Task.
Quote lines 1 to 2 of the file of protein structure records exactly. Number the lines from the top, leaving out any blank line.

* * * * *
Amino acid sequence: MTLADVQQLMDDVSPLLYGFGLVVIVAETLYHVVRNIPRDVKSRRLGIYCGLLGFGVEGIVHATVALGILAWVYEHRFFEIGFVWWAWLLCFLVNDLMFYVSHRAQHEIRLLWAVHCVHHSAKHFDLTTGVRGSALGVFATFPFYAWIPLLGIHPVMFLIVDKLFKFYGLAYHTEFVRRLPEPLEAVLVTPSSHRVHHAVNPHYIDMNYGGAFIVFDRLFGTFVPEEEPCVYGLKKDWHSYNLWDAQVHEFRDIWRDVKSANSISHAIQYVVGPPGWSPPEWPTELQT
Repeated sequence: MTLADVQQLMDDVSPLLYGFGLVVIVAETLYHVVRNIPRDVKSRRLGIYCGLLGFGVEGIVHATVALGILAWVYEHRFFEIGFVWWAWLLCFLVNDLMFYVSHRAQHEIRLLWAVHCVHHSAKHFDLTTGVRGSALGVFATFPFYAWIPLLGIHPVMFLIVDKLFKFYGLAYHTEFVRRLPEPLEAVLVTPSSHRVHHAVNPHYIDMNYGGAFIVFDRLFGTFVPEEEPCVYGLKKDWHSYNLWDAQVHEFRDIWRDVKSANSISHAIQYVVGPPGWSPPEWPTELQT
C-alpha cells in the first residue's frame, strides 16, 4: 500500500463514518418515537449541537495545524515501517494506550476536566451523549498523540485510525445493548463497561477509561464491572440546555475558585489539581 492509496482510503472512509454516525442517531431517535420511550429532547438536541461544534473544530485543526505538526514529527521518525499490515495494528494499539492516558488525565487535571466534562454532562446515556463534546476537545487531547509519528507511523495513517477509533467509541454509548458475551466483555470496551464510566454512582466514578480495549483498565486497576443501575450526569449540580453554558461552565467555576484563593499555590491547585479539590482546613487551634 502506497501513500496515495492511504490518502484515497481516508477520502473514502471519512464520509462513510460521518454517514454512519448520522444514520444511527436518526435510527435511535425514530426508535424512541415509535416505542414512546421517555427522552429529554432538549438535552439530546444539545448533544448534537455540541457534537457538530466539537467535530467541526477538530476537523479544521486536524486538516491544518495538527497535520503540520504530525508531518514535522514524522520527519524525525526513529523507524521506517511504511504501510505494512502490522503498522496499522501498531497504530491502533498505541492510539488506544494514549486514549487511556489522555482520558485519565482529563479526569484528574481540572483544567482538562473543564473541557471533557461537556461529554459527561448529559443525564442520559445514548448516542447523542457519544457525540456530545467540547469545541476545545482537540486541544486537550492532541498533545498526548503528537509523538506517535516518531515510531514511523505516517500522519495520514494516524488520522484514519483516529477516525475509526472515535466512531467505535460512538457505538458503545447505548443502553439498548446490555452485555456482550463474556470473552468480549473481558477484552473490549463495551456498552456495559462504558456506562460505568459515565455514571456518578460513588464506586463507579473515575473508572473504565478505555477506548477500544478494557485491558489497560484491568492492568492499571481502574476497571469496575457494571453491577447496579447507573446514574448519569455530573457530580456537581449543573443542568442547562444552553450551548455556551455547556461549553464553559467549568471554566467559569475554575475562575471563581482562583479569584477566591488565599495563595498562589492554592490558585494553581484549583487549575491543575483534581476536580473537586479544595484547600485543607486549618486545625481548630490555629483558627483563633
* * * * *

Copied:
Amino acid sequence: MTLADVQQLMDDVSPLLYGFGLVVIVAETLYHVVRNIPRDVKSRRLGIYCGLLGFGVEGIVHATVALGILAWVYEHRFFEIGFVWWAWLLCFLVNDLMFYVSHRAQHEIRLLWAVHCVHHSAKHFDLTTGVRGSALGVFATFPFYAWIPLLGIHPVMFLIVDKLFKFYGLAYHTEFVRRLPEPLEAVLVTPSSHRVHHAVNPHYIDMNYGGAFIVFDRLFGTFVPEEEPCVYGLKKDWHSYNLWDAQVHEFRDIWRDVKSANSISHAIQYVVGPPGWSPPEWPTELQT
Repeated sequence: MTLADVQQLMDDVSPLLYGFGLVVIVAETLYHVVRNIPRDVKSRRLGIYCGLLGFGVEGIVHATVALGILAWVYEHRFFEIGFVWWAWLLCFLVNDLMFYVSHRAQHEIRLLWAVHCVHHSAKHFDLTTGVRGSALGVFATFPFYAWIPLLGIHPVMFLIVDKLFKFYGLAYHTEFVRRLPEPLEAVLVTPSSHRVHHAVNPHYIDMNYGGAFIVFDRLFGTFVPEEEPCVYGLKKDWHSYNLWDAQVHEFRDIWRDVKSANSISHAIQYVVGPPGWSPPEWPTELQT